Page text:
The next day, Tony convinces Margot not to disclose the fact that he advised her not to call the police right away. Chief Inspector Hubbard questions them, making note of a few points in Margot’s story that seem to conflict with each other. The inspector insists that her attacker must surely have entered the apartment through the door and then Tony lies about having seen the man sometime around the time that his wife’s purse was stolen with the intimation that he was able to make a copy of her house key. Since no key was discovered on the body, Hubbard dismisses this idea and proceeds to arrest Margot on the premise that she murdered Lesgate to stop him from carrying out a blackmail scheme. At the trial, Margot is convicted and sentenced to death.

The day before the scheduled execution, Mark stops by Tony’s place with a story he’s come up with that could potentially stay the execution. Tony listens in disbelief as Mark unfurls a story that follows the narrative of what really did happen that fateful night. All Tony can do is dismiss the story as unrealistic. When Inspector Hubbard shows up, Mark hides in the bedroom and listens as the policeman makes inquiries into large sums of money that Tony has been spending lately. When he further inquires about the whereabouts of Tony’s briefcase, Tony’s response is that he lost it. Mark, however, sees the briefcase on the bed and is it filled with cash. Mark moves to keep Hubbard from leaving by explaining his little theory, but Tony quickly devises a cover story for the appearance of the cash by suggesting that it was Margot’s own blackmail payment to Lesgate. This seems to make more sense to Hubbard than Mark’s outlandish theory which prompts his angry exit.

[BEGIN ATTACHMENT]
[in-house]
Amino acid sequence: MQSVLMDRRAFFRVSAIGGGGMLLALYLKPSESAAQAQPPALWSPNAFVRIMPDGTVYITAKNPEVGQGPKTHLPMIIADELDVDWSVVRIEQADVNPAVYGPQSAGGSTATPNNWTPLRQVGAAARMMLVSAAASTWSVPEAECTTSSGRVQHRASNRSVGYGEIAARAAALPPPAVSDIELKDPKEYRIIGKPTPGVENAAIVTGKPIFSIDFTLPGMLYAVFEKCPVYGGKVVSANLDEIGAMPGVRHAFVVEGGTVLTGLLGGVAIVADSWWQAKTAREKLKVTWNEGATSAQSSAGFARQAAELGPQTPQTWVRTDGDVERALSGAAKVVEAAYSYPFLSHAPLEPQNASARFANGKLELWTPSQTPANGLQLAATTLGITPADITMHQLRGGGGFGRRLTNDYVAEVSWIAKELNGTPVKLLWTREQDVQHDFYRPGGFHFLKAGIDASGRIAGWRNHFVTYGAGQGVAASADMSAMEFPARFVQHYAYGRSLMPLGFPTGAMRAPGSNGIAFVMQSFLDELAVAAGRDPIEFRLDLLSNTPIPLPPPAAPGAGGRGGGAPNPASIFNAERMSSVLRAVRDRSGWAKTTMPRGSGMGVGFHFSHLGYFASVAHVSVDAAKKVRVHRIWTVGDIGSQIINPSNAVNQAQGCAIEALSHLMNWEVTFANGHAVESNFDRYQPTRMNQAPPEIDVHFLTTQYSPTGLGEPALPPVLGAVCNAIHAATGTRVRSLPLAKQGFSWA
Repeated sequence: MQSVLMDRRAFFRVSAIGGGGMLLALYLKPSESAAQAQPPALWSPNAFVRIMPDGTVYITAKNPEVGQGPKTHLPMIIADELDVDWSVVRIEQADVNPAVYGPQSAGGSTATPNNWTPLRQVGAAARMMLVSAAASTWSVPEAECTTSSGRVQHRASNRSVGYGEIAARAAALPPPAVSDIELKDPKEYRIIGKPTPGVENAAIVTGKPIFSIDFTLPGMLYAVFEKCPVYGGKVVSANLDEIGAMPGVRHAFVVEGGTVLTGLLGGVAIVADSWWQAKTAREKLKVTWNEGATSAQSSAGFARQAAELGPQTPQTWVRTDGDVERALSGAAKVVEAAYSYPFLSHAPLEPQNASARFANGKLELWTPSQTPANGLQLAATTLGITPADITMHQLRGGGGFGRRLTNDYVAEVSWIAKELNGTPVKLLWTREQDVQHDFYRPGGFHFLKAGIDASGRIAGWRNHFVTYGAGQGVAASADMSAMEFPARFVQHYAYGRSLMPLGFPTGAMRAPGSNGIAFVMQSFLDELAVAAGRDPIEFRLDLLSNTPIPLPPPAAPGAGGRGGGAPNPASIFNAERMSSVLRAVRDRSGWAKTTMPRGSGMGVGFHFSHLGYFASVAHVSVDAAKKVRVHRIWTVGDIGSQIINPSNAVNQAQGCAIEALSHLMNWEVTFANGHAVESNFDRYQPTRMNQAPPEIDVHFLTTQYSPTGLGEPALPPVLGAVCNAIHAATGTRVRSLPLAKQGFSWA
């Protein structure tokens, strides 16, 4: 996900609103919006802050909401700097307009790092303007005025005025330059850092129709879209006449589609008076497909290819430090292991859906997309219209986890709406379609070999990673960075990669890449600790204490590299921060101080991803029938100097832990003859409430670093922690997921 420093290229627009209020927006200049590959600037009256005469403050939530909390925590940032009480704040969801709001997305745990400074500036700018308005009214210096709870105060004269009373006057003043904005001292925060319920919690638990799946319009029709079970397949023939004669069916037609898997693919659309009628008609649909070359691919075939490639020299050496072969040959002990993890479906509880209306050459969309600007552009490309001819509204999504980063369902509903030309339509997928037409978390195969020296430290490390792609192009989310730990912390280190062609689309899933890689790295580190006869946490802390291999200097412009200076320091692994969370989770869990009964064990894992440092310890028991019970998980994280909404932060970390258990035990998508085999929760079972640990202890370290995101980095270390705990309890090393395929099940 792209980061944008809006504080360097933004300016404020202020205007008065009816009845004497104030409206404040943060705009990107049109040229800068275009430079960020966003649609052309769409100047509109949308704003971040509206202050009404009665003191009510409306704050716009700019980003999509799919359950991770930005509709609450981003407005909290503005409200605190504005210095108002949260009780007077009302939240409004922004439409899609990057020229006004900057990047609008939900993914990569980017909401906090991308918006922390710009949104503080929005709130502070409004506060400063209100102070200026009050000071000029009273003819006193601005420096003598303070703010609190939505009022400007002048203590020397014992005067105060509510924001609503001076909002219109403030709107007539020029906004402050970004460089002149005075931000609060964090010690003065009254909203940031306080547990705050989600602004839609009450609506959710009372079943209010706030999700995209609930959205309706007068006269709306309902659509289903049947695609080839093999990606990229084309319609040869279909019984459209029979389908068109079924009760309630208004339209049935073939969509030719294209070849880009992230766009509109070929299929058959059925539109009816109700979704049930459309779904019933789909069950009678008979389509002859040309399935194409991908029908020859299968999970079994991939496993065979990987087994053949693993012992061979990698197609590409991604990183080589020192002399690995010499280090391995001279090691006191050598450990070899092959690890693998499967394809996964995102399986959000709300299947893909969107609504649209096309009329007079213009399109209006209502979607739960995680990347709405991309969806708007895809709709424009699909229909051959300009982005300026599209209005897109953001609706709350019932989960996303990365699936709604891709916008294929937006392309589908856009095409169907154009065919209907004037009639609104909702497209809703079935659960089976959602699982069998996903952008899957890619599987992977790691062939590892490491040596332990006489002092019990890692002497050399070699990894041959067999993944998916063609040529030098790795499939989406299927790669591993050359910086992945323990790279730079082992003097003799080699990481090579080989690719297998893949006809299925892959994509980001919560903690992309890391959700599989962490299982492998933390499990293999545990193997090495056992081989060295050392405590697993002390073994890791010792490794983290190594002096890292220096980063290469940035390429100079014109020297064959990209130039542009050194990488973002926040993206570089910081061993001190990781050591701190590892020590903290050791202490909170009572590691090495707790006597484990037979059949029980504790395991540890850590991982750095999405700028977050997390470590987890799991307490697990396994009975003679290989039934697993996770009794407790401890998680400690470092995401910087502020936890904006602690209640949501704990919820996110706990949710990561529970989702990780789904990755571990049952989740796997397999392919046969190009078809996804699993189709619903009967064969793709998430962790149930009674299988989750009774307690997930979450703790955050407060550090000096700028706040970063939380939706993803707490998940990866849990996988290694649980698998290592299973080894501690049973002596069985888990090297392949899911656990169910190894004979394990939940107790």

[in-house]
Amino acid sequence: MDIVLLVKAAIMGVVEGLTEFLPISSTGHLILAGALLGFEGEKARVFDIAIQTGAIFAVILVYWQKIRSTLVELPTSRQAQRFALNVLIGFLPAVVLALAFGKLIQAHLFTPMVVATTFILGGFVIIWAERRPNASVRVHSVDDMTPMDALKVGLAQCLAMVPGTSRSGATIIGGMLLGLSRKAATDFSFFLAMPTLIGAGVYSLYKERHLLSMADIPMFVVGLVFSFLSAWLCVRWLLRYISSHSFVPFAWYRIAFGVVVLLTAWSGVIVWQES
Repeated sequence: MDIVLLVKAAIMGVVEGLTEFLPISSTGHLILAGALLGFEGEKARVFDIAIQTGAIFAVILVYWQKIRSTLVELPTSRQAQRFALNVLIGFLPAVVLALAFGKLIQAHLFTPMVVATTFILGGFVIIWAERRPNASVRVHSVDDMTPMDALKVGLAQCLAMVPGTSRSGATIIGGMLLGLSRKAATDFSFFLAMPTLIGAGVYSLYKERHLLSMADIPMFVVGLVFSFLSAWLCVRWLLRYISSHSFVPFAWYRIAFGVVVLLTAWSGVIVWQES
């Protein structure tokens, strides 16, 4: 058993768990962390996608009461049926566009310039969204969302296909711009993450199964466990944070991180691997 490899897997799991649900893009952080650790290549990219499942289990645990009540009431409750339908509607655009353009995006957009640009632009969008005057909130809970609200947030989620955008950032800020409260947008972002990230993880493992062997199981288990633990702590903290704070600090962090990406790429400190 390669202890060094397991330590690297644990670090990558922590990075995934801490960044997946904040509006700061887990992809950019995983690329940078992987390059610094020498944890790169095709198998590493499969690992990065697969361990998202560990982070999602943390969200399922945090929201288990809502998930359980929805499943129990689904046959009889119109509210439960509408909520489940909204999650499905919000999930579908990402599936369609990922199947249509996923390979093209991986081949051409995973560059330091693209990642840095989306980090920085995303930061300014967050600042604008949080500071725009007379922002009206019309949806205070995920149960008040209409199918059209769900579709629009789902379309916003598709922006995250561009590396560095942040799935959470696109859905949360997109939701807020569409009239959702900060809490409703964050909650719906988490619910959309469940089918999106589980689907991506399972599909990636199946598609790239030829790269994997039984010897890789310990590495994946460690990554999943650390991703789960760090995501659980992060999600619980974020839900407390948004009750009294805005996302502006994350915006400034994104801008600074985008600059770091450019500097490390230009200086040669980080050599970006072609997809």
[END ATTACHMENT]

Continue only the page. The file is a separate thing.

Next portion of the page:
Before leaving, Hubbard furtively replaces Tony’s raincoat with his own. When Tony leaves, he uses the key gain entry into the apartment with Mark in tow. Hubbard has long since discovered that the key Tony placed into Margot’s purse was the latchkey used by Lesgate and that the key he used to unlock the front door was put back in its hiding place under the rug. With this knowledge in hand, Hubbard concocted a ruse to draw Tony into his trap.

Officers show up at Tony’s apartment with Margot and watch as she tries without success to unlock the door using the key that was in her purse. They then enter through the garden window which suggests she had no idea of the existence of the hidden. The purse is then returned to the police station where Tony picks it up upon discovering he has lost his key. The key from the purse will not unlock the door, however, and so he goes to find the hidden key in order to let himself in all the time being watched by the police. Tony’s knowledge of the hidden is all the proof needed to confirm his collusion with Lesgate to murder his wife. With all escape route impassable, Tony decides instead to make one last drink and admit that he could not devise the perfect murder and offers congratulations to Hubbard for a job well done.

Update this section!

You can help us out by revising, improving and updating this section.

Update this section

After you claim a section you’ll have 24 hours to send in a draft. An editor will review the submission and either publish your submission or provide feedback.